When English could be used in speech
Instead of slang and phrases.
When rings were not as cheap as now
And trinkets worth their money,
When sentiment was not so high
And courting wasn’t funny.
When maidens weren’t sold at par
Unto the highest bidder,
When swains would hold affections dear
And genuine worth consider.
When words and ways were frank and true
And not so fine and sordid,
Then! Girls would know “how well he loved”
And not, “how well he courted!”

By A. E. Nelson
October 1901

New Sweden First Baptist Church


If the kindness of one could be counted
In handsomest writing told,
If the smiles of another were mounted
In frames of the richest gold,
And you should go forth for to sell them
To choose from the two you should tell them
Which one would be easiest sold?

By A. E. Nelson


C, say what became of the manhood
Our childhood’s bright fancy could see?
What became of the riches and glory
The time that was happy and free?
What became of the title we carried,
What became of the love that we married?

C, Where is the dream-land hero,
The wonderful courage and deeds?
C, Where is the rose-bestrown pathway
To honor and dignity leads?
C, where are the garlands and flowers,
The jewels and glittering showers?

C, Where is the knowledge and power,
The wise, perfect man that we knew?
And where is the General facing
The danger where others withdrew?
Who can our green laurels be keeping,
Where are our abilities sleeping.

Is childhood’s bright vision a falsehood?
Are dreams of our manhood a lie?
Why shall they like bubbles be bursting?
Why must they in infancy die?
Why not a solid foundation
To better and honor the Nation?

C, Why shall our manhood be mocking,
The hopes of our earlier days?
C, Why shall the beautiful vision
Stand forth like a show of disgrace?
We find what we never expected,
No childhood’s bright rays are detected.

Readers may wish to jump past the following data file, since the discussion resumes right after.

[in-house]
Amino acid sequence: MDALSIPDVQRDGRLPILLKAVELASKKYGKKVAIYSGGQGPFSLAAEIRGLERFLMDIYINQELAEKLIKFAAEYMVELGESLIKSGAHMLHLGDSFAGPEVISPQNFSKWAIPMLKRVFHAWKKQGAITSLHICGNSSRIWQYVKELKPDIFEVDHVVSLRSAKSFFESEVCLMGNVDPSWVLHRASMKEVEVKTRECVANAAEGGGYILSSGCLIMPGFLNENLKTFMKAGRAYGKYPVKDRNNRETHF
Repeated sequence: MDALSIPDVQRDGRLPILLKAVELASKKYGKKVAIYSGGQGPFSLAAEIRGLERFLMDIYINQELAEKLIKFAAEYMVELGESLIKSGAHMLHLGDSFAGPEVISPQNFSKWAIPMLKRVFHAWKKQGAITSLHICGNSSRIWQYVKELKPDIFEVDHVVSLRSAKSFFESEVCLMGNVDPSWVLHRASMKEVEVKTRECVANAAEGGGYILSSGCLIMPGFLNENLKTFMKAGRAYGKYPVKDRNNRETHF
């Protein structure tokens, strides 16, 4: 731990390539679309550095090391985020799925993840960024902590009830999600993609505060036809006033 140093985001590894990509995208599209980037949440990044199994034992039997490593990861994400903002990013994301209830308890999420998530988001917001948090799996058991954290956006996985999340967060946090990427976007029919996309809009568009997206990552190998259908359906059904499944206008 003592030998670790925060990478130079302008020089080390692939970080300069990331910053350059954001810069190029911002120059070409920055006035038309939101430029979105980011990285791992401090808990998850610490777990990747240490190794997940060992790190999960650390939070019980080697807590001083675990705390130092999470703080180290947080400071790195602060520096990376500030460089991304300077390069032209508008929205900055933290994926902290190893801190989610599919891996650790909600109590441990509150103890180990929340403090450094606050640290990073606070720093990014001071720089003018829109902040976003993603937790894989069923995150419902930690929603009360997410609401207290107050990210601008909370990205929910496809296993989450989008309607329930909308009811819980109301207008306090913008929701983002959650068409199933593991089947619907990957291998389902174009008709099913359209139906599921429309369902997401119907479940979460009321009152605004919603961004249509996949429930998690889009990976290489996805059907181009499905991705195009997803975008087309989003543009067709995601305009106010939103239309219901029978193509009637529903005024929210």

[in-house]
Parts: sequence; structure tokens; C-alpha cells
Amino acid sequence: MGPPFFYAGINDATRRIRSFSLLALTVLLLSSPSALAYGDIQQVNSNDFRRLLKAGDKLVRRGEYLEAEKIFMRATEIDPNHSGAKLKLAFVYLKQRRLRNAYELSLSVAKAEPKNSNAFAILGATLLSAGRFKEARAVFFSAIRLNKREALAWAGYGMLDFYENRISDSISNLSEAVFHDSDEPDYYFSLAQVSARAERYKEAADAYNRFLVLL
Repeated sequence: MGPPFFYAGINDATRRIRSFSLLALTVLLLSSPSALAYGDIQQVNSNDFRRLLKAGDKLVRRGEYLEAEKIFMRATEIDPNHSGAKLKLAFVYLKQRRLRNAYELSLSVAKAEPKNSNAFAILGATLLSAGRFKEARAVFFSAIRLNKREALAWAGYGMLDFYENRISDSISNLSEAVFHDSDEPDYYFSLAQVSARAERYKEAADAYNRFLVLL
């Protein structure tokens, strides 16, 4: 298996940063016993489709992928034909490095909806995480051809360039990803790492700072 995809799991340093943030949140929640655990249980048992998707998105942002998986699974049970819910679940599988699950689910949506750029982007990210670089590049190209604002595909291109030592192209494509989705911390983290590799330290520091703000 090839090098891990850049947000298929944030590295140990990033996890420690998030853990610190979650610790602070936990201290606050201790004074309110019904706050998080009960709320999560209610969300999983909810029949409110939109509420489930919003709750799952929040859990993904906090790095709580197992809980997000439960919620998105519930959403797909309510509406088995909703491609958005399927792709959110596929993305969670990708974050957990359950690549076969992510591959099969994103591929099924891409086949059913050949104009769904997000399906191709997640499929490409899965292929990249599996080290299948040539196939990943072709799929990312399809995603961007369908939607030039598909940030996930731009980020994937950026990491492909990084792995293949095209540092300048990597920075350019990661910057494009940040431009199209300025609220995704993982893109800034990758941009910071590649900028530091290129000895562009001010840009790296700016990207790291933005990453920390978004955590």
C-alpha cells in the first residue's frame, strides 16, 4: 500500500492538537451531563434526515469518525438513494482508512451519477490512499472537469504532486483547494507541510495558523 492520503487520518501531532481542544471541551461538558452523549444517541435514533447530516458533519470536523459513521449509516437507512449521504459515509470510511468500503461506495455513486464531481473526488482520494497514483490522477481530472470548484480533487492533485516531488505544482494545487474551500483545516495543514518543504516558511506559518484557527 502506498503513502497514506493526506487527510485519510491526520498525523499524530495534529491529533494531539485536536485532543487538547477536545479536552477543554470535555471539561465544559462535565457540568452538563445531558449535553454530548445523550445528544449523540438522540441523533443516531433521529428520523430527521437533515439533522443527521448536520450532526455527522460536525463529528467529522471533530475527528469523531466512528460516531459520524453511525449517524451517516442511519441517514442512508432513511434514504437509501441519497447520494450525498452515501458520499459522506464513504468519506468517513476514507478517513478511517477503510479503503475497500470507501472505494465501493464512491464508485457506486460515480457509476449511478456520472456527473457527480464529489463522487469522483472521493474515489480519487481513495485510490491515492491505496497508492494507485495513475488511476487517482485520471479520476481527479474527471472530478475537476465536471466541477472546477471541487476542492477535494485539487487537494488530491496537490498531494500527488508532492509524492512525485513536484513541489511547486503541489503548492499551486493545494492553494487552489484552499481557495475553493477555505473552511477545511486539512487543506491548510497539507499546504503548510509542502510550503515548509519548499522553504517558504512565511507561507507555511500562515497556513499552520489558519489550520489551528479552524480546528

By August E. Nelson
November 7, 1901
Written in eighteen minutes on a trial of quick work.


A winter eve’ not long ago
The full moon shining bright
A silvery frost on trees and field
A soft of winking light
A perfectly calm quietude
A silence all around
‘Twas then that suddenly I missed
An old familiar sound
The lilting sound of ringing bells
To winter tide belonged
And vividly in memory
Old recollections thronged
To hear the sleigh bells ringing gay
A tranquil feeling stirred
They may be gone forever now
And nevermore be heard
But oft’ some clear and crispy night
A team would plod along
The teamsters twice would join the bells
In old romantic song
O’er snow clad forest floating out
For many miles around
And echoes from the distant hills
Would mockingly rebound
And then there was the sleigh-rides
Some cool and sunny day
The horse is lightly harnessed
The plush upholstered sleigh
The fur coat buttoned tightly
The robes to keep you warm
All bundled up and ready
To meet most any storm
A string of bells precision-tuned
Would ring a merry chime
And with the frisky trotting
Be keeping perfect time
The boys would start a straw ride
When they had time to spare
They’d harness up a heavy team
A fast and sturdy pall
Two heavy bells for every horse
That was the country law
And hitch them to the walking sled
And fill it up with straw
Throw in a lot of blankets
And robes to keep them warm
The waiting crowd of young folks
A restless merry swarm
As soon as all had tumbled in
With rosy cheeks aglow
The teamster speaks a word or two
And promptly off they go
And when they skidded on the ice
They tumbled all about
They shrieked and screamed
And some would laugh and shout
With clanging bells o’er hill and vale
The team would trot along
And after then their voices rose
In fine old fashioned song
They stopped at someone’s party
And lingered there awhile
And then they started back for home
In genuine winter-style
And that they had a gorgeous time
They all seemed to agree
And never bothered with the fare
For everything was free
Well so it was and so it went